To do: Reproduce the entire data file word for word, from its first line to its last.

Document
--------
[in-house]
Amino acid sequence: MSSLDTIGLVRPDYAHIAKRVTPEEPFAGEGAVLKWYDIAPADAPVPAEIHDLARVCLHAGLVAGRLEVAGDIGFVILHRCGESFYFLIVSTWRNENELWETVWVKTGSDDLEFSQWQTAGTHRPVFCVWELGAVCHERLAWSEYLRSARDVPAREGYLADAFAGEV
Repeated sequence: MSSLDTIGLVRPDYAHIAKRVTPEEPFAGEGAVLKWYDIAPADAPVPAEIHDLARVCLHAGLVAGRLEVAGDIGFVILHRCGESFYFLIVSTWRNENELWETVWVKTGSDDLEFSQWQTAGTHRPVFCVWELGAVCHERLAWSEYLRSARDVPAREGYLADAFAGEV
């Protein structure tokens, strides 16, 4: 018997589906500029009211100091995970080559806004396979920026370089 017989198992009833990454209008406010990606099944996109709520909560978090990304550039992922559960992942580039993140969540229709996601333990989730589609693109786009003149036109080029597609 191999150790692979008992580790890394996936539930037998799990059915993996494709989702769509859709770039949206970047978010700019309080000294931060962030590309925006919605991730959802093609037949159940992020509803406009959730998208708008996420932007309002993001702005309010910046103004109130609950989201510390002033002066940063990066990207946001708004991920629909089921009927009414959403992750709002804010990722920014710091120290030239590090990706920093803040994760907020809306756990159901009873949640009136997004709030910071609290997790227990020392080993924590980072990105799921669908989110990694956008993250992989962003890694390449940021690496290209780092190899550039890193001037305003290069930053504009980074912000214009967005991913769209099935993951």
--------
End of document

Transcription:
[in-house]
Amino acid sequence: MSSLDTIGLVRPDYAHIAKRVTPEEPFAGEGAVLKWYDIAPADAPVPAEIHDLARVCLHAGLVAGRLEVAGDIGFVILHRCGESFYFLIVSTWRNENELWETVWVKTGSDDLEFSQWQTAGTHRPVFCVWELGAVCHERLAWSEYLRSARDVPAREGYLADAFAGEV
Repeated sequence: MSSLDTIGLVRPDYAHIAKRVTPEEPFAGEGAVLKWYDIAPADAPVPAEIHDLARVCLHAGLVAGRLEVAGDIGFVILHRCGESFYFLIVSTWRNENELWETVWVKTGSDDLEFSQWQTAGTHRPVFCVWELGAVCHERLAWSEYLRSARDVPAREGYLADAFAGEV
């Protein structure tokens, strides 16, 4: 018997589906500029009211100091995970080559806004396979920026370089 017989198992009833990454209008406010990606099944996109709520909560978090990304550039992922559960992942580039993140969540229709996601333990989730589609693109786009003149036109080029597609 191999150790692979008992580790890394996936539930037998799990059915993996494709989702769509859709770039949206970047978010700019309080000294931060962030590309925006919605991730959802093609037949159940992020509803406009959730998208708008996420932007309002993001702005309010910046103004109130609950989201510390002033002066940063990066990207946001708004991920629909089921009927009414959403992750709002804010990722920014710091120290030239590090990706920093803040994760907020809306756990159901009873949640009136997004709030910071609290997790227990020392080993924590980072990105799921669908989110990694956008993250992989962003890694390449940021690496290209780092190899550039890193001037305003290069930053504009980074912000214009967005991913769209099935993951």